“In some mainstream commercial retirement properties there are charges of a one per cent exit fee for no service whatsoever – except for remuneration of the freeholder.

“This is the fee that the OFT said was likely to be an unfair contract term but has done nothing about it. The Law Commission is not going to address that [the historic exit fees widespread in the UK’s 150,000 retirement leasehold properties].

“In this country only 2 per cent of the over-60s live in specialist retirement accommodation compared with 17 per cent in USA and 12 per cent in Australia.

“There is no prospect of pensioners moving into these retirement sites if it is an appalling offering. As it is at the moment.”

Although it was not broadcast, the Methodist Housing Association did make this statement to the BBC:

“We would like to express our sincere regret that the family of Mrs Clarke have found the process of selling their mother’s property stressful.

“Methodist Housing Association provides Retirement Living homes with a range of tenure types. Rowanberries, where Mrs Clarke lived, offers leasehold, shared ownership and rental options.

“In 2007 leaseholders at Rowanberries could opt for a lease which stipulated that MHA would buy the property back at 95% of the original purchase price when the owner was ready to sell.

Mrs Clarke did not choose that option and the lease did not allow subletting. [Anchor housing association simply allowed subletting across its entire retirement portfolio whatever the leases said, in response to unsold properties during the downturn.]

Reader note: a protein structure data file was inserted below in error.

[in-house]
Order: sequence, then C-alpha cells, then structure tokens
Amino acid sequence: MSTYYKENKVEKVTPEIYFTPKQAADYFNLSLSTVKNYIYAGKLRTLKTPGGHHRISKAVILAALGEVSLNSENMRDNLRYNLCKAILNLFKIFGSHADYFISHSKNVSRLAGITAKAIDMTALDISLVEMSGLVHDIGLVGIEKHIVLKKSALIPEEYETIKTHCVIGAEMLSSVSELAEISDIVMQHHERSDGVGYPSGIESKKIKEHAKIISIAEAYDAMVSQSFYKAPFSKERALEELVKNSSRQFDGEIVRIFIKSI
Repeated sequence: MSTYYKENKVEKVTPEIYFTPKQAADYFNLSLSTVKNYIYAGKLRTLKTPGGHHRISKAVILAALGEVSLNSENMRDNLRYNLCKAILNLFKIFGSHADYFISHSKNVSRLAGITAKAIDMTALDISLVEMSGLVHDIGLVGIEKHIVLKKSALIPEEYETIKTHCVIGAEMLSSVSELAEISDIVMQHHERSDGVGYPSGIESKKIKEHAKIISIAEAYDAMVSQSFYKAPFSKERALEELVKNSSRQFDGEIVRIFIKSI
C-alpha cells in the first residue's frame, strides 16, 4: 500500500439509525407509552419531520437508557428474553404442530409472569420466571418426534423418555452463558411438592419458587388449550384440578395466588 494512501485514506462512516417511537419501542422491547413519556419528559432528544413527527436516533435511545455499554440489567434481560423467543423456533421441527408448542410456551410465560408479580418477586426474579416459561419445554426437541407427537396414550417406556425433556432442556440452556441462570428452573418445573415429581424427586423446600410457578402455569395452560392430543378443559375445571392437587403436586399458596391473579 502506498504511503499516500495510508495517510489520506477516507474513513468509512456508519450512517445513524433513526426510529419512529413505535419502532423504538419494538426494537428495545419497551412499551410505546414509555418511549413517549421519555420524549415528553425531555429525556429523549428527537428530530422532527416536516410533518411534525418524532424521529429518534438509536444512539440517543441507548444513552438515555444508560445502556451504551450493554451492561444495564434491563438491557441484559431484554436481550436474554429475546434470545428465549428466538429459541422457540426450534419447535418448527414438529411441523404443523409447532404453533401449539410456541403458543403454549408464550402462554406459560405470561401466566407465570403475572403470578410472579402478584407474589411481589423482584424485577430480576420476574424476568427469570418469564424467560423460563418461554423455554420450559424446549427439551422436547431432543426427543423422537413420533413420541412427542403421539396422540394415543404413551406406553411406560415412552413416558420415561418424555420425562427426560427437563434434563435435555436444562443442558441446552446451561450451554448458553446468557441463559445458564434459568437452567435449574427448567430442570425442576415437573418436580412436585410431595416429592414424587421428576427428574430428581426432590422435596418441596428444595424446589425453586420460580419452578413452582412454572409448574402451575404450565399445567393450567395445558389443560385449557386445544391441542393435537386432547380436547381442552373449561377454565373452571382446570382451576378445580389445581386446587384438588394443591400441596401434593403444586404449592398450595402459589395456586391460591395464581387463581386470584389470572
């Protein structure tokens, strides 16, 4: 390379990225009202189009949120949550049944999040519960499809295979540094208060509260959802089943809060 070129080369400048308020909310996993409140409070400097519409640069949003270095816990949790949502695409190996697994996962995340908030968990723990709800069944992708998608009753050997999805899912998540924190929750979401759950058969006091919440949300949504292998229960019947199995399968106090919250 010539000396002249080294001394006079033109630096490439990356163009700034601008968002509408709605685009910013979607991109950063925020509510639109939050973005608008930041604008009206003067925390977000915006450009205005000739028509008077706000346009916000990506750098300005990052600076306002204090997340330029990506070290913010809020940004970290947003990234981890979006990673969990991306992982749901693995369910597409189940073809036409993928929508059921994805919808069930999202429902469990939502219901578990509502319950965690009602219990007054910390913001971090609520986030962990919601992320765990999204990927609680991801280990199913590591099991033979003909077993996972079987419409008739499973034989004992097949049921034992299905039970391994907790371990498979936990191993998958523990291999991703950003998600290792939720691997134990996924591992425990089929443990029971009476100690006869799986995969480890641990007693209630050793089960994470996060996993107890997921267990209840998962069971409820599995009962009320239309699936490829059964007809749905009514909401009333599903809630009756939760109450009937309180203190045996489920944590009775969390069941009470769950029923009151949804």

Following Mrs Clarke’s death, when it became clear that the property was proving difficult to sell, we agreed in these specific circumstances to allow the family to sublet the property and offered to defer some charges at this time. We then bought the property back at current market value.

“More recently issued leases do allow for subletting by agreement under certain conditions that protect the tenant and the existing retirement community.

“Charges such as Service and Wellbeing continue if the property is vacant as they are fixed services providing for all residents across the entire scheme.

“If we didn’t continue these charges it may trigger a fee review for all other residents every time a property becomes vacant. The Wellbeing charge covers scheme wide provision of 24 hour staffing and emergency cover, as well as on-site support and activities.”

The Law Commission also made the following statement to the BBC which was not broadcast.

“The Law Commission was asked by the Government in 2014 to look at event fees in light of public dissatisfaction at how some of these fees were being used.

“We concluded that event fees can be useful in some circumstances.

“They can, for example, allow people to use some of their housing wealth to pay for a higher standard of living in their later years.

“However, we also say that the specialist-housing industry needs to do more to make such fees transparent and fair.

“We are working with the industry to develop codes of practice that would commit the industry, among other things, to not imposing fees that are so high as to make sub-letting of specialist housing untenable.”

Campaign against retirement leasehold exploitation would like to thank reporter Marie Devine for her work on this report.